Bachmann Spectrum 4-4-0, Tuscany & Sabine Grove 4
As much as I strive for accuracy when I am making a model of a real locomotive, there is a part of me that loves to freelance. The Bachmann Spectrum steam engines are great for freelancing, and they generally run pretty well. I decided to letter my 4-4-0 for our fictitious Tuscany & Sabine Grove. Since I model the 1990s in HO, T&SG No. 4 is an excursion engine, used for hauling tourists and railfans over the picturesque shortline.
On the DVD I show how I installed an ESU LokSound decoder and speaker in the tender. No modifications were required on the locomotive itself.
Only common CVs or those that were changed from their default values are listed. Some settings reflect my personal preferences for speed matching and performance. The LokSound 3.5 has an outstanding BEMF implementation, and I left most of the BEMF-related CVs at their defaults.
|1 (address)||4||This is the locomotive’s address.|
|2 (start speed)||3||This controls the minimum voltage applied to the motor at speed step 1.|
|3 (acceleration)||28||This controls how quickly the locomotive changes speed when accelerating.|
|4 (deceleration)||24||This controls how quickly the locomotive changes speed when decelerating.|
|5 (top speed)||31||This controls the maximum voltage applied to the motor at full throttle.|
|6 (mid speed)||16||This controls the voltage applied to the motor at half throttle.|
|29 (configuration)||6||The setting of CV29 is complex. See your decoder instructions. Your DCC system may set CV29 for you when programming your locomotive’s address. If you need to modify CV29, it’s best to do it after setting the address.|
|53 (control reference)||36||Reducing this value from the default has the effect of lowering the starting speed of the locomotive (though it is still good with the default value). LokSound decoders are great at low speed crawling, making for amazingly smooth starts and stops.|
|57 (chuff rate)||50||This controls the chuff rate, which for most steamers should be four chuffs per driver revolution. I have found that LokSound decoders do an excellent job in this regard, and stay in sync well throughout the speed range.|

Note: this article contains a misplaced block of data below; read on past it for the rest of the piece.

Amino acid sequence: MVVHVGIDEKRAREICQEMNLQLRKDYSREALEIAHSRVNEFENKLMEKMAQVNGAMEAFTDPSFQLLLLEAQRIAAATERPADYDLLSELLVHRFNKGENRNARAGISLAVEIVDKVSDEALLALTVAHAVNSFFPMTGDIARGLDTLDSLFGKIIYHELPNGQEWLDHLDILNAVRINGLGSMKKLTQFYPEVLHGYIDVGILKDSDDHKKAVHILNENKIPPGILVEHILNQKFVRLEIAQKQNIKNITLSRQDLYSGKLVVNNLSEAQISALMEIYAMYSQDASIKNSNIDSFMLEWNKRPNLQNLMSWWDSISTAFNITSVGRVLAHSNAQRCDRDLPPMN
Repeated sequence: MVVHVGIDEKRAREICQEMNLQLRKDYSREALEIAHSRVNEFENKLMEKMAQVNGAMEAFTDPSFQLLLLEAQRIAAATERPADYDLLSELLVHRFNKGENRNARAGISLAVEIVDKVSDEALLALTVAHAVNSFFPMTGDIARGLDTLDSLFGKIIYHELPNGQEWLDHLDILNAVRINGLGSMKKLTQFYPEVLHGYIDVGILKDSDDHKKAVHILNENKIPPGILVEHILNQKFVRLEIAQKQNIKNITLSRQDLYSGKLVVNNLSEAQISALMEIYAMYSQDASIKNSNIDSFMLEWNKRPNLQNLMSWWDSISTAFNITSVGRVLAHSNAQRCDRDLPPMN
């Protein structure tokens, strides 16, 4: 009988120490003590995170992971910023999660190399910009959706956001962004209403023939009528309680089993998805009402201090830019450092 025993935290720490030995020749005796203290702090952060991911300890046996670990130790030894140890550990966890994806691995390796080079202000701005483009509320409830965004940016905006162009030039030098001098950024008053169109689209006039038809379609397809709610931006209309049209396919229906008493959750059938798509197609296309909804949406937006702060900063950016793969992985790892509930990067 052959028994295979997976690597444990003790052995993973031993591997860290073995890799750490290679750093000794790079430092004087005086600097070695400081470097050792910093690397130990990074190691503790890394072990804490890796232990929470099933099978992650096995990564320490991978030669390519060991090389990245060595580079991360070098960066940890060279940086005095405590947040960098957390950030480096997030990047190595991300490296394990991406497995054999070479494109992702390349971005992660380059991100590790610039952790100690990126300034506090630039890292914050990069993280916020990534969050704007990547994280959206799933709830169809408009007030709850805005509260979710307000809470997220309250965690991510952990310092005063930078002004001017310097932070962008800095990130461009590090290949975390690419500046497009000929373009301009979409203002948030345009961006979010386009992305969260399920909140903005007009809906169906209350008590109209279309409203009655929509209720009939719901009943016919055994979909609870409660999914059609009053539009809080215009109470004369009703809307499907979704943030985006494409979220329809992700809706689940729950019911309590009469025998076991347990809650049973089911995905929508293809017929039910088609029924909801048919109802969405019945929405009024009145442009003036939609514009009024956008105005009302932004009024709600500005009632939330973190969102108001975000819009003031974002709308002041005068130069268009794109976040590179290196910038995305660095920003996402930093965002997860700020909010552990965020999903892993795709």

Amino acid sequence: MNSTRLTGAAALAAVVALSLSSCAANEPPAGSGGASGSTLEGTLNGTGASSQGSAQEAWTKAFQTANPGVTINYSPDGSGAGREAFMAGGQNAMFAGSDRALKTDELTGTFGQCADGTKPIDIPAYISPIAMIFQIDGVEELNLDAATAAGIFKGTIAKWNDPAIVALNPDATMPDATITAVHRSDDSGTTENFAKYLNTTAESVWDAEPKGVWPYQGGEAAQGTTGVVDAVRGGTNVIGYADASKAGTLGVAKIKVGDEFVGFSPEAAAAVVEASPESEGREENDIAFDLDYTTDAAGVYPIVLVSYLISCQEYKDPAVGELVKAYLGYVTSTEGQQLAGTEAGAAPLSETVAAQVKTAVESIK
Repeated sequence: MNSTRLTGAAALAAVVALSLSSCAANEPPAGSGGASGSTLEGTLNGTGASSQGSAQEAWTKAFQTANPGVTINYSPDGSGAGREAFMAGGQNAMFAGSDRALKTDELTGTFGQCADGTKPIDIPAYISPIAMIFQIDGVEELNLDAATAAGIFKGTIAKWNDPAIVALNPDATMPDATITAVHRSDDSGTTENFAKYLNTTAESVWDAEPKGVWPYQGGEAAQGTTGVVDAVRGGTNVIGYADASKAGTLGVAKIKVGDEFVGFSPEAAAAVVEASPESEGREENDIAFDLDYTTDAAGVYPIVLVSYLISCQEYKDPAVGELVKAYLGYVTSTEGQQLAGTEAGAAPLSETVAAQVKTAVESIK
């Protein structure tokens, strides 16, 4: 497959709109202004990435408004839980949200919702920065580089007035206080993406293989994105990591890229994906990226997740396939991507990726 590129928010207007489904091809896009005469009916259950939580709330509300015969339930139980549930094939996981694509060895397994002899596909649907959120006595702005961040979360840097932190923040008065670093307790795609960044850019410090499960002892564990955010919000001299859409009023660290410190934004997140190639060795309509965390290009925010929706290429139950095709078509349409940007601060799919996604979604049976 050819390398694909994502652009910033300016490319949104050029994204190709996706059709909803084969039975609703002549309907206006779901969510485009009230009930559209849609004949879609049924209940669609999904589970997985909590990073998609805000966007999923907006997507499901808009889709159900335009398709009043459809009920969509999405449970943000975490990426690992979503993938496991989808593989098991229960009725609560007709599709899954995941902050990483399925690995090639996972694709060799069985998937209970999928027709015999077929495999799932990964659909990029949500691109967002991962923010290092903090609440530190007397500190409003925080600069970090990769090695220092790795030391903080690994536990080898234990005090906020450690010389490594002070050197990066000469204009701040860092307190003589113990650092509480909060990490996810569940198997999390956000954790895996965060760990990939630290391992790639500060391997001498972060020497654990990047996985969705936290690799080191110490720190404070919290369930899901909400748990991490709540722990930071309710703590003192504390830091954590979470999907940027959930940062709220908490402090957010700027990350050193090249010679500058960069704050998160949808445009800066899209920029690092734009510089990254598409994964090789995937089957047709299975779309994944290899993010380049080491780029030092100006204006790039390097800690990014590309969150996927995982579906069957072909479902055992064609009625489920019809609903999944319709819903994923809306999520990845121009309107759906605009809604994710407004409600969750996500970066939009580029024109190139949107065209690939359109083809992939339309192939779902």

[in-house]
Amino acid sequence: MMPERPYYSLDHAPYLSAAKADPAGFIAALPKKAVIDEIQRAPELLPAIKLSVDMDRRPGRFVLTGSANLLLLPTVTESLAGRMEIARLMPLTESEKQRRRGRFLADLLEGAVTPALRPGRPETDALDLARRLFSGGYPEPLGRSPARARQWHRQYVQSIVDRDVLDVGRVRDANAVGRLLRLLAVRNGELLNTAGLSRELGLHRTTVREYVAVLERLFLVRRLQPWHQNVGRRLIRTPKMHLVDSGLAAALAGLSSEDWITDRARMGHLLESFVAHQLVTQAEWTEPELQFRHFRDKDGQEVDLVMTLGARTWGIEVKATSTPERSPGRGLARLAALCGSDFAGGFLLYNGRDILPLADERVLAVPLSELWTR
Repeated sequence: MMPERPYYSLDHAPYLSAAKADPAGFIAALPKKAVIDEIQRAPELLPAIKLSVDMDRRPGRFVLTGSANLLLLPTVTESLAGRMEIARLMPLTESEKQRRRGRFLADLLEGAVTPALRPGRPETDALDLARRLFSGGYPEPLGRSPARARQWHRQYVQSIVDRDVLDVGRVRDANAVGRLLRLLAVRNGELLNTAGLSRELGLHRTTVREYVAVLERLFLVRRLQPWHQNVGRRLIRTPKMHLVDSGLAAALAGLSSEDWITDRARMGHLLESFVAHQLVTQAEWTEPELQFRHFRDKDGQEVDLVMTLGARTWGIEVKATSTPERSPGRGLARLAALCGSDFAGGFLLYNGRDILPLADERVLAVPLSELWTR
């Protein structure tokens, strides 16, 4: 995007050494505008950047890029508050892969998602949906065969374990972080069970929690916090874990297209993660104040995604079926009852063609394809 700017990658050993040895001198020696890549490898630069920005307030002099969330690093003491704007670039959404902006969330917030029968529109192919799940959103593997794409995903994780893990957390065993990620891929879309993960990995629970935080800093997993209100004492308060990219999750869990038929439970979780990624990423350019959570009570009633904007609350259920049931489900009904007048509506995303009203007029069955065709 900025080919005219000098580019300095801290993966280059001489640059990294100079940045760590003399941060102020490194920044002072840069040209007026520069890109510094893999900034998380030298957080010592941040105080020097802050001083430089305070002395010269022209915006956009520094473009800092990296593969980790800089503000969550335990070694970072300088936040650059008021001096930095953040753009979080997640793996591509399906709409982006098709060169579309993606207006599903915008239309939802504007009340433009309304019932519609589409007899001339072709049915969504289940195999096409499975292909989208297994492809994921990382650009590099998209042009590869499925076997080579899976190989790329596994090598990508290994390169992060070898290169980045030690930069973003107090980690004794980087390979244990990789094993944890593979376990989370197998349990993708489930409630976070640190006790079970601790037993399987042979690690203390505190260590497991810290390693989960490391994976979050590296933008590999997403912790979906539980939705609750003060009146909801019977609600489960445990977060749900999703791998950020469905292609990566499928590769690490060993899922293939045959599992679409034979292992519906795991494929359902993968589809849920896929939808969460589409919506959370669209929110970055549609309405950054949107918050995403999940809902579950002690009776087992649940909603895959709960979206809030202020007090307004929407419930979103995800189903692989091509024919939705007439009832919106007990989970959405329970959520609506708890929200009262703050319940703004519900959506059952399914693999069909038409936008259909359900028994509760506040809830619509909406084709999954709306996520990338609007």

|61 (random sound min)||0||This controls the playing of random sounds, like coal shoveling, etc. I set CV61 and CV62 to 0 to disable this feature, as I found it annoying.|
|62 (random sound max)||0||see CV61|
|63 (volume)||32||This is the overall sound volume.|
|121 (volume)||64||This is the whistle sound volume.|
|122 (volume)||36||This is the bell sound volume.|
|123 (volume)||30||This is the auxiliary sound volume (steam chuffs, brake squeal, and everything else).|
|172 (F5 button forward B)||1||Setting this variable to 1 prevents the locomotive from slowing down when dynamic brakes are turned on with the F5 button. This really doesn’t do anything on a steamer, but I set CV172 and CV175 the same way on all my LokSound 3.5 decoders.|
|175 (F5 button reverse B)||1||see CV172|
After we’d finished filming the decoder installation on this model, I decided to change the original front headlight LED and add a backup light on the tender.
Though I have been overall very pleased with this locomotive, I was unhappy with the factory LED headlight because it was orange and looked nothing like any steam engine headlight that I had ever seen.
I started by removing the screw that holds the smokestack to the boiler. These Bachmann Spectrum locomotives can be a pain to disassemble, and since this one runs really well, I didn’t want to mess with it too much. I decided to try to perform the swap externally so that I would not have to take the locomotive apart. I simply cut the two leads on the back of the headlight, making sure to leave some metal sticking up so that I would have a place to solder new connections later.
I reused the Bachmann headlight casting on the front. For the new rear light, I used a Cal-Scale Santa Fe style casting. The Santa Fe headlight is similar in size and shape to the Bachmann casting. The Bachmann casting already had a pair of holes for the LED leads. On the Cal-Scale part, I drilled out the back completely, using a drill that matched the diameter of the 3mm LED.
I used “golden white” LEDs front and rear. To make the LEDs fit better, I filed off the rounded front, leaving a flat surface and shortening the overall length. This will not hurt the LED unless you go too far and hit the metal parts inside, though filing away too much material can alter the color.